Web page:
Google said Wednesday it will ban cryptocurrency adverts from across its networks from this summer, a move that prompted a $600 drop in the price of bitcoin.
The decision comes weeks after Facebook announced a similar ban. Google’s ban will be imposed across its search and display-advertising network, as well as YouTube.
Scammers have sought to capitalize on the combination of a growing interest among the general public in cryptocurrencies and a lack of technical understanding of how they work.
Google said from June it will no longer allow ads for “cryptocurrencies and related content, including but not limited to initial coin offerings, cryptocurrency exchanges, cryptocurrency wallets, and cryptocurrency trading advice.”
“Improving the ads experience across the web, whether that's removing harmful ads or intrusive ads, will continue to be a top priority for us,” Scott Spencer, director of sustainable ads said in a blog post.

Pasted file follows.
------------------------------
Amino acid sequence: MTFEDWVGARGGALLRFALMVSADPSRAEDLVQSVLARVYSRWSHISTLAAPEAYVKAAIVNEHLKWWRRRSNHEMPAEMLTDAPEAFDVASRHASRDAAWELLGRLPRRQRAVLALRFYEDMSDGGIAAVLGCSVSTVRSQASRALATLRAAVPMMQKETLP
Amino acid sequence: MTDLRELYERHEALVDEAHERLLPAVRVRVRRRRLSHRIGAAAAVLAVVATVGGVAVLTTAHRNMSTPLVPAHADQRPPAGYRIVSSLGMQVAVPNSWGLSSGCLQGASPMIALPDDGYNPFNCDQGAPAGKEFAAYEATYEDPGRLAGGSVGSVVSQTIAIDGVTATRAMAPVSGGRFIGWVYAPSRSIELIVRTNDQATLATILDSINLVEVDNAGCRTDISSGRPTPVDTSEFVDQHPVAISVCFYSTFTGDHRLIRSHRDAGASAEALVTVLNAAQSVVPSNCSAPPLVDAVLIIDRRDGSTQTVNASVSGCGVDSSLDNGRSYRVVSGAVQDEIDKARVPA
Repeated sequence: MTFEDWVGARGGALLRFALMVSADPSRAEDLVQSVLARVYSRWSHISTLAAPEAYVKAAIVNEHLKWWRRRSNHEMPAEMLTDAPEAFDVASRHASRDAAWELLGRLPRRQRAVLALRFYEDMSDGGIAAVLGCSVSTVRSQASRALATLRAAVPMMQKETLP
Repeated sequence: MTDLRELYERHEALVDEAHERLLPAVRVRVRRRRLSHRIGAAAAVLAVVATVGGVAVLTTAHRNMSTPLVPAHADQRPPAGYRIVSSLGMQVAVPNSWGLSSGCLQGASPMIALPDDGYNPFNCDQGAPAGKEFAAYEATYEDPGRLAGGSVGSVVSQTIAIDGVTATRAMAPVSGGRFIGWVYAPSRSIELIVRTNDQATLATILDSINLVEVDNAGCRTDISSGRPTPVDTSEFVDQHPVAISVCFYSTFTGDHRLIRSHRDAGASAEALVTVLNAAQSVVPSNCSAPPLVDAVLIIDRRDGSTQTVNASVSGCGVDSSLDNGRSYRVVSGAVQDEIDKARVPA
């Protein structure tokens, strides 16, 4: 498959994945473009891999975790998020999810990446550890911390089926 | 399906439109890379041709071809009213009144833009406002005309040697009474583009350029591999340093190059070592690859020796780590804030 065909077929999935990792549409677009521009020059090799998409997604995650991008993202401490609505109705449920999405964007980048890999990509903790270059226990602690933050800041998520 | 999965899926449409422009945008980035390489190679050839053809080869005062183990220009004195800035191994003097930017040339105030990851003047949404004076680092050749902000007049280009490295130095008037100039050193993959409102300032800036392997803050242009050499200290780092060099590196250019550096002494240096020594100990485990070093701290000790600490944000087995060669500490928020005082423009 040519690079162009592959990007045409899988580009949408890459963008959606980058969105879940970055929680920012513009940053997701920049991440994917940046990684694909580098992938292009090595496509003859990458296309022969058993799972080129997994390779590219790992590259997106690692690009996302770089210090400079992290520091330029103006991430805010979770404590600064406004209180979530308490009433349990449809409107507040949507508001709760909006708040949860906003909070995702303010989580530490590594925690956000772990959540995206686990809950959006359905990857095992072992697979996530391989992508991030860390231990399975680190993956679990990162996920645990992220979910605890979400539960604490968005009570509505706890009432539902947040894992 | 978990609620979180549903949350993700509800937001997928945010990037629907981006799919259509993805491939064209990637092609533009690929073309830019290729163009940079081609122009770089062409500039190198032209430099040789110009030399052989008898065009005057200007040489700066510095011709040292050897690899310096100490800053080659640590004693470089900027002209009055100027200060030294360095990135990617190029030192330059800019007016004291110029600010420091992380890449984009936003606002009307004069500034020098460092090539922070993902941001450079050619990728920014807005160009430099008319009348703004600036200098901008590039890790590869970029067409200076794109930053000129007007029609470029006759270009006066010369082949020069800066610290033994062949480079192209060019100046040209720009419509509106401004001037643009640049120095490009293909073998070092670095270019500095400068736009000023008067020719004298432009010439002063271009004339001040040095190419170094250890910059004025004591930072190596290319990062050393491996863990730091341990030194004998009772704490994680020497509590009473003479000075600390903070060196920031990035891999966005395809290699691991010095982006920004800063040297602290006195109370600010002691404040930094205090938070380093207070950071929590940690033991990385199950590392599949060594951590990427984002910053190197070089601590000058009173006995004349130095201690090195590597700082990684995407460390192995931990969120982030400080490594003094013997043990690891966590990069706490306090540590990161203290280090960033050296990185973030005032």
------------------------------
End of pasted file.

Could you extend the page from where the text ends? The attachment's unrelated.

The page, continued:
Spencer said Google removed 3.2 billion ads that violated its policies, which equates to more than 100 bad ads every second. It was more than double the amount removed in 2016.
He told the Wall Street Journal the company removed more than 130 million ads that were used by hackers to mine for cryptocurrency, a process known as cryptojacking.
The announcement had an immediate impact on the markets.
Bitcoin’s price fell from almost $9,300 to below $8,650 in a few hours, with the rest of the cryptocurrency markets — with a couple of exceptions — following suit.
However some bitcoin enthusiasts believe linking the two may be flawed:
When Facebook implemented its ban at the end of January, enterprising advertisers found workarounds, including purposely misspelling bitcoin. Google said it is policy will attempt to anticipate these tricks.
Cover image: The picture shows Bitcoin, Ethereum, Ripple and Litecoin. (Ulrich Baumgarten via Getty Images)
This article originally appeared on VICE News US.